May 2017
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If Your Startup Needs Money, Don’t Be Bashful About Asking for It

Focus matters. So does practice.

Startups are risky business. Most of them go bust, either with a bang or a whimper. They tend to require huge amounts of work, a skilled team – and money.

Finding the money is often the hardest part. Founders are usually excited about their idea, but finding the money necessary to fund the effort seldom generates the same enthusiasm.

The reluctance is natural

The idea gets founders out of bed in the morning because it’s exciting. Building the business keeps them glued to their desks because it’s exciting and sometimes terrifying. They usually see asking for money, however, as a necessary evil – and it is hard.

It’s hard, because “Hi, my name is ____, and here’s why you should give me a million dollars”, is a hard line to pull off well. Founders usually feel in control of their product or company, because progress is the result of their work. They often feel powerless, however, when dealing with investors.

A lack of control does not equal a lack of influence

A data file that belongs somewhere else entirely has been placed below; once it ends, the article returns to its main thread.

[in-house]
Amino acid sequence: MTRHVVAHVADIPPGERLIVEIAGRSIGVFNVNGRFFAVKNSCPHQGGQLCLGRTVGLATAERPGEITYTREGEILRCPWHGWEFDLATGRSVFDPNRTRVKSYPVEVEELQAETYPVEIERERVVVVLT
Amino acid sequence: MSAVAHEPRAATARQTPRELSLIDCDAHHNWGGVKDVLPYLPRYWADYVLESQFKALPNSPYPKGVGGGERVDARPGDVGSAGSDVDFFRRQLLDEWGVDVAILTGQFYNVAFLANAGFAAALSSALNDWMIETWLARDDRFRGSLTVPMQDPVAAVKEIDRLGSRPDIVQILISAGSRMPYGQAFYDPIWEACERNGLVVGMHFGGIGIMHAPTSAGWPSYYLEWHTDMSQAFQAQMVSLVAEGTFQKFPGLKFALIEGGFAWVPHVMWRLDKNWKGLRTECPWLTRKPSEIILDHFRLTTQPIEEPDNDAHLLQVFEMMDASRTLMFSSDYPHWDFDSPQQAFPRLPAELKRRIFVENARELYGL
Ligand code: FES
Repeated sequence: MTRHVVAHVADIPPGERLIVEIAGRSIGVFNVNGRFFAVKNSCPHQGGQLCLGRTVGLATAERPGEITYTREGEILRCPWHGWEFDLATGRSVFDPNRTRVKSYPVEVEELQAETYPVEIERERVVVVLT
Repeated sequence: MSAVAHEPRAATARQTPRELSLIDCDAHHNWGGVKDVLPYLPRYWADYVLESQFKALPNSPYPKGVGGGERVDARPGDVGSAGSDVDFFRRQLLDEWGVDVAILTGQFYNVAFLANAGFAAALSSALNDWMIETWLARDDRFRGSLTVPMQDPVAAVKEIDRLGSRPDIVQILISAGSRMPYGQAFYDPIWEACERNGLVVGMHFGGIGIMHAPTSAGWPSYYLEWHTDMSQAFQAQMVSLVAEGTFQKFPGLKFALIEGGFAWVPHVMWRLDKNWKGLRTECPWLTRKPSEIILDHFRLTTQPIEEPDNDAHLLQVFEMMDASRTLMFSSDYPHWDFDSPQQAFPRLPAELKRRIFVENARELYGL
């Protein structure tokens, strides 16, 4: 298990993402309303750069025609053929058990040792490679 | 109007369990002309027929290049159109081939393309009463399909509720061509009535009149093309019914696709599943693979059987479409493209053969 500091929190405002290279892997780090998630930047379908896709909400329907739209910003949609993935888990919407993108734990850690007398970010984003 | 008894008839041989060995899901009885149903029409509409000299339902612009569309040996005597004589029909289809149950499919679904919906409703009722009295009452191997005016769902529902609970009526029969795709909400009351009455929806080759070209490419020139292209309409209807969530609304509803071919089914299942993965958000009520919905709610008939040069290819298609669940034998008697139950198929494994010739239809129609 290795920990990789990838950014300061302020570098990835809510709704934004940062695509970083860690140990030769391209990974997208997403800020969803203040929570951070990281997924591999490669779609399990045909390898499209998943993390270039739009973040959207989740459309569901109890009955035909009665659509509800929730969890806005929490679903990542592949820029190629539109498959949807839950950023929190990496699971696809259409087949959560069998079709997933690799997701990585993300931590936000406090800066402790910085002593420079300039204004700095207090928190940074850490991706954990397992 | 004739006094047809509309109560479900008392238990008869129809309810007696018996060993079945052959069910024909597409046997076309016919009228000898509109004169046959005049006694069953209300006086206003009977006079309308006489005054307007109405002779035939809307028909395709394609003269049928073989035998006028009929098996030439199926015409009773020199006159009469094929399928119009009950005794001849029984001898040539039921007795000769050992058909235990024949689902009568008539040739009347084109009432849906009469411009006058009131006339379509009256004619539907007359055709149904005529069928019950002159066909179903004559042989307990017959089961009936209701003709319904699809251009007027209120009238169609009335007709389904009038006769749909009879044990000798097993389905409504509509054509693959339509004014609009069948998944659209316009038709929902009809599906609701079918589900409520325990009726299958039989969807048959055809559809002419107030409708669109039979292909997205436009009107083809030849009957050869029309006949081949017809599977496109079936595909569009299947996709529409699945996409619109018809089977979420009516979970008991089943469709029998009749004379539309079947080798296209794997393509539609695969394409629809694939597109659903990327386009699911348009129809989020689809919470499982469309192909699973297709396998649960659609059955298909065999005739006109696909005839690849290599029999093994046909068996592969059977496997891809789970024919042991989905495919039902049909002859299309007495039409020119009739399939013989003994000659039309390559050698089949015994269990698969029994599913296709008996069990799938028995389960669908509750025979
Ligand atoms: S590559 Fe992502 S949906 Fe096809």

It is a mistake to believe that the investors hold all the cards, because both sides need each other. The investors need somewhere to put their money. Startups have the potential to turn that money into much more money.

The founders take big risks – personally, professionally, and financially – and most investors respect that. The investors worry, though, because once they commit their money, it’s out of their control.

Confidence matters – and so does practice

Founders are the rock stars of the equation. They are the talent, the people that are going to turn the investment into a success. Everyone else knows it, but sometimes the founders do not. Asking for money is not easy and founders need to be confident when asking for the money. Gaining that confidence takes practice.

Painful as they can be, the hours spent in front of the mirror rehearsing the pitch can be more important than the weeks spent creating the product. Practice can create the confidence – and the ability – to say the right words at the right time.

Believe

The enthusiasm needs practice too. After all, if you’re not excited about your product, why should an investor be excited? You can do worse than practice jumping up and down shouting “show me the money!” to get your groove going. If nothing else, it will help you get over feeling bashful.

Asking for money is hard. Practice makes it easier. Get to work.

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